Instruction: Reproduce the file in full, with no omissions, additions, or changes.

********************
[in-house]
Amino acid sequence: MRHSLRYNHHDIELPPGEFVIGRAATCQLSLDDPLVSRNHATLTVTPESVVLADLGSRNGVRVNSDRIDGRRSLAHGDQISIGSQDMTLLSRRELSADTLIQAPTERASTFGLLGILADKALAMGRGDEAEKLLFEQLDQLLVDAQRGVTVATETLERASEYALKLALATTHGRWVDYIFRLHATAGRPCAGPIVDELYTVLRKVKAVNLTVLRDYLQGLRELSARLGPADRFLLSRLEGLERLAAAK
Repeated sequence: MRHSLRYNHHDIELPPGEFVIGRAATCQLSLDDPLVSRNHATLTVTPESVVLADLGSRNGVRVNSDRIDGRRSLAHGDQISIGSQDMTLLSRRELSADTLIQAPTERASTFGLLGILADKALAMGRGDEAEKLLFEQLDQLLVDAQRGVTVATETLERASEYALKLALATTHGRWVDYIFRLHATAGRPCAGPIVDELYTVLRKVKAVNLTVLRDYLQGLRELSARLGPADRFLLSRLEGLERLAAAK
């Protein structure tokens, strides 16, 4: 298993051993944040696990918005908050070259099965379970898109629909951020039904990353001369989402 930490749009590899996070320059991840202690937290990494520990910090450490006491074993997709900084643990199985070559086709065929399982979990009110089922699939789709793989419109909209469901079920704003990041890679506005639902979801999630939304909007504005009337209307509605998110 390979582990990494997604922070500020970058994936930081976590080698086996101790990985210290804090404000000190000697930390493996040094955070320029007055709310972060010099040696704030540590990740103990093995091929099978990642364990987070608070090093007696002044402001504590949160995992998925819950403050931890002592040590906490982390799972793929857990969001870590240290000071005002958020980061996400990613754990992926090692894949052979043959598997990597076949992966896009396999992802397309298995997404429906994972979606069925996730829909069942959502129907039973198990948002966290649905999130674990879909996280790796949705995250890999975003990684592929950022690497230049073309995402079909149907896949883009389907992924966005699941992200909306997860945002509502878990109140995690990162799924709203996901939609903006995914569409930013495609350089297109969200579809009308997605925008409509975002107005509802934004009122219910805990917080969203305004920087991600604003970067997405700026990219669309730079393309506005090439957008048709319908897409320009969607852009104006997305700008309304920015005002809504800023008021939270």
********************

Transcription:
[in-house]
Amino acid sequence: MRHSLRYNHHDIELPPGEFVIGRAATCQLSLDDPLVSRNHATLTVTPESVVLADLGSRNGVRVNSDRIDGRRSLAHGDQISIGSQDMTLLSRRELSADTLIQAPTERASTFGLLGILADKALAMGRGDEAEKLLFEQLDQLLVDAQRGVTVATETLERASEYALKLALATTHGRWVDYIFRLHATAGRPCAGPIVDELYTVLRKVKAVNLTVLRDYLQGLRELSARLGPADRFLLSRLEGLERLAAAK
Repeated sequence: MRHSLRYNHHDIELPPGEFVIGRAATCQLSLDDPLVSRNHATLTVTPESVVLADLGSRNGVRVNSDRIDGRRSLAHGDQISIGSQDMTLLSRRELSADTLIQAPTERASTFGLLGILADKALAMGRGDEAEKLLFEQLDQLLVDAQRGVTVATETLERASEYALKLALATTHGRWVDYIFRLHATAGRPCAGPIVDELYTVLRKVKAVNLTVLRDYLQGLRELSARLGPADRFLLSRLEGLERLAAAK
């Protein structure tokens, strides 16, 4: 298993051993944040696990918005908050070259099965379970898109629909951020039904990353001369989402 930490749009590899996070320059991840202690937290990494520990910090450490006491074993997709900084643990199985070559086709065929399982979990009110089922699939789709793989419109909209469901079920704003990041890679506005639902979801999630939304909007504005009337209307509605998110 390979582990990494997604922070500020970058994936930081976590080698086996101790990985210290804090404000000190000697930390493996040094955070320029007055709310972060010099040696704030540590990740103990093995091929099978990642364990987070608070090093007696002044402001504590949160995992998925819950403050931890002592040590906490982390799972793929857990969001870590240290000071005002958020980061996400990613754990992926090692894949052979043959598997990597076949992966896009396999992802397309298995997404429906994972979606069925996730829909069942959502129907039973198990948002966290649905999130674990879909996280790796949705995250890999975003990684592929950022690497230049073309995402079909149907896949883009389907992924966005699941992200909306997860945002509502878990109140995690990162799924709203996901939609903006995914569409930013495609350089297109969200579809009308997605925008409509975002107005509802934004009122219910805990917080969203305004920087991600604003970067997405700026990219669309730079393309506005090439957008048709319908897409320009969607852009104006997305700008309304920015005002809504800023008021939270």